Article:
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'Everything happened in 5 minutes'
December 27, 2004 21:38 IST
Anton Raj, a resident of Kodimunai village in Kanyakumari district of Tamil Nadu survived Sunday's disaster but the tsunamis have turned his life topsy-turvy. He described to rediff.com the scene in his village.
The tidal waves have done enough damage in five minutes to leave us in the dumps for years. We are left to our fate now. We have nobody to turn to for help.
My village is a little more than 20km from Kanyakumari. I work as a reader in a college in town.
The waves hit us around 9.45am. I immediately rushed to my native village Kodimunai, which is right on the Tamil Nadu coast. I was worried about my parents.
While travelling from Nagercoil to Kodimunai, I saw three dead bodies on the road and came across hundreds of people looking for transport.
I saw the devastation at Muttam village. People had gathered on the road and were saying that more than 200 people were missing.
All of us were shocked and surprised. We felt absolutely helpless, but the locals were helping each other.
In my village too, 100 were dead. Crying and inconsolable, people said only one thing: everything happened in five minutes.
People said the waves did not make a noise till it hit their homes. First, water just came inside their homes but in just a few minutes, huge waves hit them and carried some away.
Many old people died because they could not run. Couples who had more than two kids also suffered because when you take two of your children, you can't leave a third or fourth one behind. The ones who could run fast managed to save their lives.
My father told me that when the sea level was rising, he and many others actually went to see it! He said it was wonderful to gaze at the rising waters.
People say that the sea was not arrogant, just silent. But within minutes, it rose to the height of a 'two-storeyed' building and swept away their homes.
My father fled on seeing that his village was getting submerged.
Around 30 villages with about 500 homes in each have been completely wiped off. When I reached Colacal village, I could see the impact of the sea; 243 bodies were recovered from about 500 homes, which had been flattened.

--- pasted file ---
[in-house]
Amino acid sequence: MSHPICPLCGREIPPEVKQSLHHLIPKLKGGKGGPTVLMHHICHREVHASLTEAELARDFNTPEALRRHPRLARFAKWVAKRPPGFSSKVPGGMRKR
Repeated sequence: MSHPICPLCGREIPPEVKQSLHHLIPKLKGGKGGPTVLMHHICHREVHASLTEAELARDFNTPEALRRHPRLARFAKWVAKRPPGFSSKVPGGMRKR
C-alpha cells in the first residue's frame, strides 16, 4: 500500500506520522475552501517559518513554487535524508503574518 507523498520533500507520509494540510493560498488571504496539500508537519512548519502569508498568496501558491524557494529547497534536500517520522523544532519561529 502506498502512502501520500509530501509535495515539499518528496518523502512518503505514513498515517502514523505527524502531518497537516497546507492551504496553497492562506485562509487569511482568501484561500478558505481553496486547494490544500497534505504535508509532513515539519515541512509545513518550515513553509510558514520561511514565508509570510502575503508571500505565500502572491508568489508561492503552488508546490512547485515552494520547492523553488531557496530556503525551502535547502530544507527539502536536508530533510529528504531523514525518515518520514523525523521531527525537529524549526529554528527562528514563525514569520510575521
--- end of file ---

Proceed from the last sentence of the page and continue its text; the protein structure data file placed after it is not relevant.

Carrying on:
There was no rescue team, nobody from the state government. Police or government did not provide us even plain clothes to cover the dead bodies. There was no equipment to bury so many people.
District Collector Rajesh Meena was not at all helpful. At 4pm, fire brigade officers visited the village but left without helping us because the work of rescuing people from damaged homes was very difficult.
The priest of a local church announced that people should not spend the night in their homes or even in their villages. The priests and local social workers are active.
Government hospitals had no money to buy medicines. There were no ambulances to pick up people from the villages. The police refused to clear the dead bodies. It was a hell for us.
We felt as if we are not Indians. We were not even treated like refugees. Sri Lankan refuges are treated better than us.
The state administration didn't function at all. It's completely ineffective when faced with such events.
Relatives of the 243 deceased were put up in mandapams (marriage halls) and schools.
We went to the collector seeking rice to cook and feed the grieving people. We got only four sacks of rice to feed 20,000 people of five villages. Indian collectors have no training in managing such disasters. Something should be done about it.
Each and every family of my area has lost a relative, their home and their livelihood. Fishermen have lost fishing nets and catamarans, which could cost anything between Rs 200,000-500,000. Nobody was able to save their fishing nets or boats.
Our biggest worry now is drinking water. We used to draw water from the backwaters and rivers nearby. But now, sea water has entered these places. Secondly, there were several bodies in the sea and this has contaminated the sources of drinking waters.
We approached the local MLA to talk to the health minister. The government should urgently supply potable water.
Another problem is the lack of electricity and non-working telephones lines. Thieves are looting our belongings but the police is not taking cognisance. We have no idea what to do.
Monday morning, people from the collector's office visited mandapams and schools where people have taken shelter.
They got together a few poor people and asked them to tell Chief Minister Jayalalithaa that the local administration is doing a good job. That is just not true.
The chief minister visited our area but we were not allowed to meet her. She promised Rs 100,000 per family and also boats and fishing nets.
The sea isolated us before and now the government's apathy is isolating us. The chief minister is being misguided.
Today, some social activists served us lemon rice in packets.
The government of India should appoint a disaster management expert in the local administration to take charge during such contingencies.
What is most astonishing is that just 24 hours later, there is no sign of the sea near our homes. It is hard to believe that just yesterday, sea waters had wrecked havoc in our lives.
Today, I could only see devastated homes.
(Anton Raj spoke to Sheela Bhatt)
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